Blaine Maley, Ph.D.
Assistant Professor of Anatomy
Blaine Maley, Ph.D. is an assistant professor of anatomy at Marian University. Prior to joining the faculty at Marian University, Dr. Maley was an assistant professor at Des Moines University in the anatomy department with a teaching focus of clinically-oriented functional and developmental anatomy.
Dr. Maley earned his bachelor of arts degree from Bowdoin College in Brunswick Maine, with a major in biochemistry. This was followed by a long stint in New York City, working as a fine arts conservator and sculptor in Central Park and at the American Museum of Natural History. At the Museum of Natural History, Dr. Maley worked to develop fossil reconstructions of hominids for museum displays. This experience provided the seed for his interest in human evolution that led him into the anthropology department at Washington University in St. Louis. There he earned his masters and doctorate degrees, writing his dissertation on modern human cranial variation of Arctic people.
Receiving his Ph.D. in 2011, Dr. Maley landed at Des Moines University, working as an assistant professor in the department of anatomy. He has been a National Board of Osteopathic Medical Examiners (NBOME) item writer and reviewer. At Washington University Dr. Maley was highly involved in student leadership activities, serving as the President of the Graduate Student Senate in 2006-07, and serving as the Senior Student Fellow to the Center for the Study of Ethics and Human Values at Washington University in St. Louis from 2008-10. Dr. Maley has received numerous grants for his research including a National Science Foundation Doctoral Dissertation Grant.
His current research program brings him to Bolivia where he is working on Holocene human occupations of the Bolivian Andes, and the more general problem of the early human occupation and migration into the New World over the last 20,000 years. His other academic interests are in the history of evolutionary thought, the history of race “science” and eugenics, and the ethics of personalized medicine and genomics.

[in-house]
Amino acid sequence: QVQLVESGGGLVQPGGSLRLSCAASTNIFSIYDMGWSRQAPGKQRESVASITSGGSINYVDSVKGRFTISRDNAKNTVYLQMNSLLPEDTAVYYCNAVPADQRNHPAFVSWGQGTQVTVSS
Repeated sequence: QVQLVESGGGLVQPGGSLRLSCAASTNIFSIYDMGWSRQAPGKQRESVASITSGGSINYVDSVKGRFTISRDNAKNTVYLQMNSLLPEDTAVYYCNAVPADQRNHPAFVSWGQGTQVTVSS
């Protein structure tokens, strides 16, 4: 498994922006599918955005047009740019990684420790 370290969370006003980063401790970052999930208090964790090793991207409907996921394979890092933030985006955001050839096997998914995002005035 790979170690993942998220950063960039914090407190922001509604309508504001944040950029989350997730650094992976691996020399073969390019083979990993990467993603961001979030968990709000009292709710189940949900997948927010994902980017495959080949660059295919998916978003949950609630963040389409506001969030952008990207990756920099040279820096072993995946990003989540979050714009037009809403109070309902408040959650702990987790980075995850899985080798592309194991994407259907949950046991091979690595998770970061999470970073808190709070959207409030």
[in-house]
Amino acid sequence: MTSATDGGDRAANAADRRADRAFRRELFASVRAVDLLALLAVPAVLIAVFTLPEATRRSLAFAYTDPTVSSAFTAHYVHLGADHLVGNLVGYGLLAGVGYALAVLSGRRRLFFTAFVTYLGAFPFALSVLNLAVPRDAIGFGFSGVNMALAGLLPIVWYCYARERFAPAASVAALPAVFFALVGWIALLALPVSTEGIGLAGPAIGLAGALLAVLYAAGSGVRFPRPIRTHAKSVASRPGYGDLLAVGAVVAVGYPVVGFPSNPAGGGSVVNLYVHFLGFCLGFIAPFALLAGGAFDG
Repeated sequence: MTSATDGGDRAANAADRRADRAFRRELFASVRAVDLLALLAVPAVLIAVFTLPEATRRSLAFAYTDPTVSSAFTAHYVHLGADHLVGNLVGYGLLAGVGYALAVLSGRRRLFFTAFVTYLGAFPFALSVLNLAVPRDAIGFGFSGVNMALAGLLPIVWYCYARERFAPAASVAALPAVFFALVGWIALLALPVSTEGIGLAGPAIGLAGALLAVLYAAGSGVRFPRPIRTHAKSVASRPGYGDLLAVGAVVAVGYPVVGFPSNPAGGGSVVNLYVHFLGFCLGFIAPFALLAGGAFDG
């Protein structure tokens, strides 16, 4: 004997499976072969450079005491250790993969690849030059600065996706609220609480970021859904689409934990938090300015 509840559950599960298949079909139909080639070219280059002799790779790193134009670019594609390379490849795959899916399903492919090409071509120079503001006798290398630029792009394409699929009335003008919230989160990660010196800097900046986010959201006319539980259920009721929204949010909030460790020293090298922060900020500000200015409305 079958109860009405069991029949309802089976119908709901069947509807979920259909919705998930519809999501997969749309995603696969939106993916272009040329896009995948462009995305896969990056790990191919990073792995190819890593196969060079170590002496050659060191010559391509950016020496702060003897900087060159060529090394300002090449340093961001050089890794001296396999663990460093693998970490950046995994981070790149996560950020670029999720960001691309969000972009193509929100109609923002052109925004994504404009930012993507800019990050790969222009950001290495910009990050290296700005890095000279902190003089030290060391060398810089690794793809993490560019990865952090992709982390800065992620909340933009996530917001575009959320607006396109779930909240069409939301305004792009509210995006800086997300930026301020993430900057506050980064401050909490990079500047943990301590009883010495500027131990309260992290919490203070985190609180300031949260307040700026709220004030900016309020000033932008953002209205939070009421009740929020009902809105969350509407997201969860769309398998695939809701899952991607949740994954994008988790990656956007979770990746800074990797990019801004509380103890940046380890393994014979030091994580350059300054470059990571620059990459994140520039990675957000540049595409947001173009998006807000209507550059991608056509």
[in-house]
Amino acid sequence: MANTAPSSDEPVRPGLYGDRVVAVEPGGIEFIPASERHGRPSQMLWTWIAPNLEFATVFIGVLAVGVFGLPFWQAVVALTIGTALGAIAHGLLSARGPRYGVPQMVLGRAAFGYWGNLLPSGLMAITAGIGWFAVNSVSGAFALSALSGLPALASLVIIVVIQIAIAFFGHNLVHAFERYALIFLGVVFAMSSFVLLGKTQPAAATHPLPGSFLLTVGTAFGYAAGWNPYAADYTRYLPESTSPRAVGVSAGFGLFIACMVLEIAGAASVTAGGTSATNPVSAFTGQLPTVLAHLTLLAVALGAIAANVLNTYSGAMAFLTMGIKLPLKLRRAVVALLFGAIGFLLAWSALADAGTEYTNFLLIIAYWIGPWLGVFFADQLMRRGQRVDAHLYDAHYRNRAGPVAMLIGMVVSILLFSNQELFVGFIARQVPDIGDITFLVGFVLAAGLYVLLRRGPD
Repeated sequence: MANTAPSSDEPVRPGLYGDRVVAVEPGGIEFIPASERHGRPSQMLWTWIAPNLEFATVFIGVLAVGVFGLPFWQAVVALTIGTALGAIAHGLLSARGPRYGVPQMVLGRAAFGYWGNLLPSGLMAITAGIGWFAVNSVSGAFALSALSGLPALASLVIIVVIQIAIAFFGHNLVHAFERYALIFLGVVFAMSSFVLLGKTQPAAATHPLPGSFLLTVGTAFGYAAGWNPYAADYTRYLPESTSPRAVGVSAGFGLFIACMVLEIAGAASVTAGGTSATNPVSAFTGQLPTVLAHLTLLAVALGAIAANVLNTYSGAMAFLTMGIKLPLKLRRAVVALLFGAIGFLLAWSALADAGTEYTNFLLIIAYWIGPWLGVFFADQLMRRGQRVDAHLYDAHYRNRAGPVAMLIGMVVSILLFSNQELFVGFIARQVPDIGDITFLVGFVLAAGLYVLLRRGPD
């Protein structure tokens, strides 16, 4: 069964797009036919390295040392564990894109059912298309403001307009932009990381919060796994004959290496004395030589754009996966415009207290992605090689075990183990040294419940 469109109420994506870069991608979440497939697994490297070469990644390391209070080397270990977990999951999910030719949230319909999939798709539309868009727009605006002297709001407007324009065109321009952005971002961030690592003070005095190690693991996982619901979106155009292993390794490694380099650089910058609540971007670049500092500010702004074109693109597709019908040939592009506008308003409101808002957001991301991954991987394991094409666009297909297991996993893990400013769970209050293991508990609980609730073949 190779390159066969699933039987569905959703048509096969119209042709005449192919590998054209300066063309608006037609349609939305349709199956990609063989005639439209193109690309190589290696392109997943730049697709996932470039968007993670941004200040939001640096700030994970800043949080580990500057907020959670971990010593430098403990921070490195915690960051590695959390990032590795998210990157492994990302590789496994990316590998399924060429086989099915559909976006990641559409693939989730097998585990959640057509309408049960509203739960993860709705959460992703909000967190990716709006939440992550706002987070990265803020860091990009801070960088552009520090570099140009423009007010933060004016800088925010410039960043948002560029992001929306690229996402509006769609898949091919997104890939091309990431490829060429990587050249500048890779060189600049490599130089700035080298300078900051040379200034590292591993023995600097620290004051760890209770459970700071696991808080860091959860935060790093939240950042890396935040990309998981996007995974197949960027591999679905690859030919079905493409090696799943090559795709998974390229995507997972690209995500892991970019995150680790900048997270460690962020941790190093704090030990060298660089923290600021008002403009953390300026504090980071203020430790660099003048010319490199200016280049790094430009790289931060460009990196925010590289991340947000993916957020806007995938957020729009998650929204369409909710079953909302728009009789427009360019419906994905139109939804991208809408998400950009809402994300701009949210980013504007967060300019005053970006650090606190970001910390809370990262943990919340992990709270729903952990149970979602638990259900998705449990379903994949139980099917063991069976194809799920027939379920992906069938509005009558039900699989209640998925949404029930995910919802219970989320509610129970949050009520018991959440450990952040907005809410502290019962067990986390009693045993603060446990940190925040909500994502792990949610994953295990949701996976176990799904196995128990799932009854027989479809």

In his spare time Dr. Maley enjoys bicycles, sculpture, and fun.
My research involves using morphological and molecular data to develop population genetic models for exploring patterns of variation in Arctic and other New World human populations. This includes:
- Testing models of population movement into the New World, including developing new methods for examining continuity and replacement across time and geographic space.
- Examining how environmental climatic factors have played a role in defining current patterns of human variation. I am using quantitative genetic theory to examine how simulated response to selection provides evidence of differential integration in the human crania as a response to environmental stress.
Through this work, I have garnered a range of morphological and molecular data collection and analysis experience. I have collected morphological data from an extensive collection of over 1800 human crania. This included digitization of cranial landmarks using a G2 3-D digitizer, and scoring discrete cranial traits. My molecular work was carried out in the ancient DNA laboratory of Frederika Kaestle, University of Indiana, Bloomington, where I performed aDNA extractions on teeth from Pt. Hope individuals, including PCR amplification and sequencing. More recently, I worked in the laboratory of Mark Stoneking, Max Planck Institute, Leipzig, Germany, applying next generation 454 sequencing protocols to my Pt. Hope DNA extracts. I am proficient in the R programming language, and am experienced with a wide range of quantitative and molecular statistical analysis methods. Prior to graduate school, I worked in the Physical Anthropology Laboratory at the American Museum of Natural History. There I worked in collaboration with Gary J. Sawyer on a range of fossil reconstructions for museum displays, including a fully articulated Neanderthal reconstruction (see publications on CV). To this end I have a great deal of experience in modeling, mold making, casting, and articulation of fossil reconstructions.
Since 2010, I have been working as the Human Remains Specialist for the Project Early Human Occupation in Lipez, Bolivia, run by Dr. Juan Albarracin-Jordan, Fundación Bartolomé de las Casas and Dr. Jose M. Capriles, University of Pittsburgh. The sites excavated by this project are located between the Uyuni Salt flat and the Atacama Desert, and include dry caves with excellent organic preservation. A confirmed AMS radiocarbon date of cal. 13k BP makes these sites one of the earliest confirmed South American human occupations. I have been working as part of the excavation field crew, and have been given proprietary research access to all human remains for morphological and molecular analysis. In addition to this project, I have been given Archaic and Early Formative human remains for molecular and morphological analysis from a selection of other sites around Bolivia including Iroco in Oruro, Mojocoya in Chuquisaca, San Luis in Tarija, Socaba and Jaihuayco in Cochibamba, and Nuapua in La Paz, of which I am currently analyzing to answer questions related to human health, ethnicity, kinship, and demographic processes during the early peopling of the New World.